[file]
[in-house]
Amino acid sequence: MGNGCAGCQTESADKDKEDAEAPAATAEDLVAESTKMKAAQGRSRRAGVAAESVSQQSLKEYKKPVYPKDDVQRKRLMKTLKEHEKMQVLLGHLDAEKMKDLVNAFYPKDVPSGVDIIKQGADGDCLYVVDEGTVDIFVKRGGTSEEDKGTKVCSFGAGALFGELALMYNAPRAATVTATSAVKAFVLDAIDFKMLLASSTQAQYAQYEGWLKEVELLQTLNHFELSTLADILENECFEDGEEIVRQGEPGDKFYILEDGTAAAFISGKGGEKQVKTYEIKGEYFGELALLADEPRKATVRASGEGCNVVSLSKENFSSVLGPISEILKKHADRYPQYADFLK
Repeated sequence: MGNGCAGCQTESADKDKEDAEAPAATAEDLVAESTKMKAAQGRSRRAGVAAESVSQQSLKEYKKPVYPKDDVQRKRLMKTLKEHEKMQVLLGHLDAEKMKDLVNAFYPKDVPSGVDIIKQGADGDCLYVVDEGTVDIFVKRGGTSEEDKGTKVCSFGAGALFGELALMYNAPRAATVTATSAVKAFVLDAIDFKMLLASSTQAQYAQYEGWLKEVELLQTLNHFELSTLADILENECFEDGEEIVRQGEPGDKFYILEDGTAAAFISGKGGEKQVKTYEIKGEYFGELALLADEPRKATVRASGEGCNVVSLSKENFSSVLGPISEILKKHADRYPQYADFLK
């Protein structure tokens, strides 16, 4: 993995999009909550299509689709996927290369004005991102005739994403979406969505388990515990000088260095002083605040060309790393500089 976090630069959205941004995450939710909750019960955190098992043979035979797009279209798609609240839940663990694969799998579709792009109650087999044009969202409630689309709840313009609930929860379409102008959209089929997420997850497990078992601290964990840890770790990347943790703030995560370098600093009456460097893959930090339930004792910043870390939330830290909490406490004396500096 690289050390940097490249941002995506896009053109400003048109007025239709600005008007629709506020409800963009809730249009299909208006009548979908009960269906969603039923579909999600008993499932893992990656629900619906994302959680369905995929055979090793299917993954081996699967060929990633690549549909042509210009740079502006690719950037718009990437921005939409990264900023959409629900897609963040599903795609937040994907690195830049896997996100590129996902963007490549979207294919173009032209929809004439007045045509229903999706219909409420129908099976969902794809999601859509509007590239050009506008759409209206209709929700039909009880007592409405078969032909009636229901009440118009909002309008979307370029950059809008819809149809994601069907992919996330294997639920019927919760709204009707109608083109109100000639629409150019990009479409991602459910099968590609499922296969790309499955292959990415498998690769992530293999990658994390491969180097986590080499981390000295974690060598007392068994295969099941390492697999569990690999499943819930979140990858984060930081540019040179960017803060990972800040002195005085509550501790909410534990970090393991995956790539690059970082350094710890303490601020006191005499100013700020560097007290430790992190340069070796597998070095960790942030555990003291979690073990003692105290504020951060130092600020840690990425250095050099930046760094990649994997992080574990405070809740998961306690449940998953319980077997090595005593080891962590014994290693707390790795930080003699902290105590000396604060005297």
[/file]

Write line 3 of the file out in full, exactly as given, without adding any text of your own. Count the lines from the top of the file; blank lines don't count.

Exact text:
Repeated sequence: MGNGCAGCQTESADKDKEDAEAPAATAEDLVAESTKMKAAQGRSRRAGVAAESVSQQSLKEYKKPVYPKDDVQRKRLMKTLKEHEKMQVLLGHLDAEKMKDLVNAFYPKDVPSGVDIIKQGADGDCLYVVDEGTVDIFVKRGGTSEEDKGTKVCSFGAGALFGELALMYNAPRAATVTATSAVKAFVLDAIDFKMLLASSTQAQYAQYEGWLKEVELLQTLNHFELSTLADILENECFEDGEEIVRQGEPGDKFYILEDGTAAAFISGKGGEKQVKTYEIKGEYFGELALLADEPRKATVRASGEGCNVVSLSKENFSSVLGPISEILKKHADRYPQYADFLK